The newb guide to Google Cloud Machine Learning (ML) Engine - Episode One

By Michael Yee

As promised, we will look at some example TensorFlow code. The following will be the base TensorFlow code our Google Cloud Machine Learning (ML) Engine model we will be built upon:

Base TensorFlow code

import json
import tensorflow as tf

from import file_io

# Google Storage locations
GS_BUCKET               = "gs://my-ml-project-888/"
INPUT_FOLDER            = "input/"
OUTPUT_FOLDER           = "output/"
INPUT_FILENAME          = "feed_dict.json"
OUTPUT_FILENAME         = "result.json"

def read_bucket_json(filename):
    # reads a json file from Google Storage
    with file_io.FileIO(GS_BUCKET+INPUT_FOLDER+filename, "r") as json_file:
        json_data = json.load(json_file)

    return json_data

def write_bucket_json(json_data, filename):
    # writes a json file to Google Storage
    with file_io.FileIO(GS_BUCKET+OUTPUT_FOLDER+filename, "w") as json_file:
        json.dump(json_data, json_file)

def model():
    # start session
    session = tf.Session()

    # start model build

    # model variables 
    m = tf.Variable(0.5, name="m")
    b = tf.Variable(1.0, name="b")

    # feed_dict placeholder 
    x = tf.placeholder(tf.float32, name="x")
    # read the input file from Google Storage
    feed_dict = read_bucket_json(INPUT_FILENAME)

    # operation 
    y = tf.add(tf.multiply(m, x), b, name="y")
    # end model build

    # initialize all the variables

    # run the operation
    return, feed_dict=feed_dict)

def main(_):
    print("Running model...")

    # result is np.array [ 1.5  2.   2.5]
    result = model()

    # write the result to Google Storage
    write_bucket_json({"y": result.tolist()}, OUTPUT_FILENAME)

if __name__ == "__main__":

In the above code, we have defined a simple model which will produce a result using the varibles we have defined. The feed_dict values are loaded from a file located on Google Storage and the model variables are define in the code. The output of the above code will print the result [ 1.5 2. 2.5] to the screen and the dictionary {“y”: [1.5, 2.0, 2.5]} will be written to an output file located on Google Storgage. (Some tensorflow warning messages may appear, let us just ignore them for now.)


Now, the million dollar question, how do I deploy the model and make online predictions for new data samples?

Answer Part 1: SavedModel

SavedModel is the universal serialization format for TensorFlow models and what Google Cloud Machine Learning (ML) Engine requires to make predictions.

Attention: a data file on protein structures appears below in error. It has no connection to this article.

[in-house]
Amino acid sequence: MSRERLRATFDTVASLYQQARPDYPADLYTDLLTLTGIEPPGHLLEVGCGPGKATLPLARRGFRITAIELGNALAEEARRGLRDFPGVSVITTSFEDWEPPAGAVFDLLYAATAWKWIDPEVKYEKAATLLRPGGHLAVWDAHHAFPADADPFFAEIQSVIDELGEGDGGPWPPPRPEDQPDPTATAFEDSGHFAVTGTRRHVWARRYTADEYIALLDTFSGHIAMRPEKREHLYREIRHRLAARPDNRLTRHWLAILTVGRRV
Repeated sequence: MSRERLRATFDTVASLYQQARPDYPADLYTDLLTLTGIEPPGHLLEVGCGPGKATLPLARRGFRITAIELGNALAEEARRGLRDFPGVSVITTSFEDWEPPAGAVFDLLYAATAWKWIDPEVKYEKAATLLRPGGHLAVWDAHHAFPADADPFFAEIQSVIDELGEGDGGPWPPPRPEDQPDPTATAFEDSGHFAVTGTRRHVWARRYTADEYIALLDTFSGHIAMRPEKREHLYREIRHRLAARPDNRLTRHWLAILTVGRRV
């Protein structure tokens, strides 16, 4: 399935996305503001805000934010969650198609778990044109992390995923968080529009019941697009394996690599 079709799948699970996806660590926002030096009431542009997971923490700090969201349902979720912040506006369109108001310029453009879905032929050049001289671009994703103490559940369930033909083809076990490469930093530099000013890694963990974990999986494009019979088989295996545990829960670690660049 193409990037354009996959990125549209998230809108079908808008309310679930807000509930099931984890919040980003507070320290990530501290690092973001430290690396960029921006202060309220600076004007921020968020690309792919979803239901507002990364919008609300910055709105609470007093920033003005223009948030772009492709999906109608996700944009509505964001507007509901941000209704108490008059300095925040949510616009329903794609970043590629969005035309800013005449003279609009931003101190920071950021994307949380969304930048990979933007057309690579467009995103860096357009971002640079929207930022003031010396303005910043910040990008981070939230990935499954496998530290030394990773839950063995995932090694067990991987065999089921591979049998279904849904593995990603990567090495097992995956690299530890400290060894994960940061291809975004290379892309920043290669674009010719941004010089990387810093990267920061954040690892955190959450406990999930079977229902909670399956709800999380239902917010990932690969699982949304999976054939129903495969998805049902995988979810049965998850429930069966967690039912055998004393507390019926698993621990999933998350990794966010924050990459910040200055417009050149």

A SavedModel contains a set of Graphs called “MetaGraphs”, compatible checkpoint to these MetaGraphs and any asset files that are needed to run the model (i.e. vocabulary files). For each MetaGraph it contains, it also stores a set of signatures which defines the set of input and output tensors.

Therefore, all you need is a SavedModel and data, you can write tools that interpret or execute the graphs inside!

To learn more about SavedModel, you may checkout this url:

In this blog, we will be using the SavedModelBuilder class to save the MetaGraphs and associated variables. Once the model is saved to the export folder, it will be uploaded to the “regression” folder on Google Storage.

import tensorflow as tf

def build_regression_signature(input_tensor, output_tensor):
    """Helper function for building a regression SignatureDef"""
    input_tensor_info = tf.saved_model.utils.build_tensor_info(input_tensor)
    signature_inputs = {tf.saved_model.signature_constants.REGRESS_INPUTS: input_tensor_info}
    output_tensor_info = tf.saved_model.utils.build_tensor_info(output_tensor)
    signature_outputs = {tf.saved_model.signature_constants.REGRESS_OUTPUTS: output_tensor_info}
    return tf.saved_model.signature_def_utils.build_signature_def(signature_inputs, signature_outputs,tf.saved_model.signature_constants.REGRESS_METHOD_NAME)

def model():
    # start session
    session = tf.Session()

    # define the folder to export the SavedModel
    export_dir = "export"

    # define the SavedModelBuilder instance with export folder
    builder = tf.saved_model.builder.SavedModelBuilder(export_dir)

    # feed_dict placeholder 
    serialized_tf_example = tf.placeholder(tf.string, name="tf_example")

    # sarse and look for a features named "x" with floating point value
    feature_configs = {"x": tf.FixedLenFeature(shape=[1], dtype=tf.float32, default_value=[0.0])}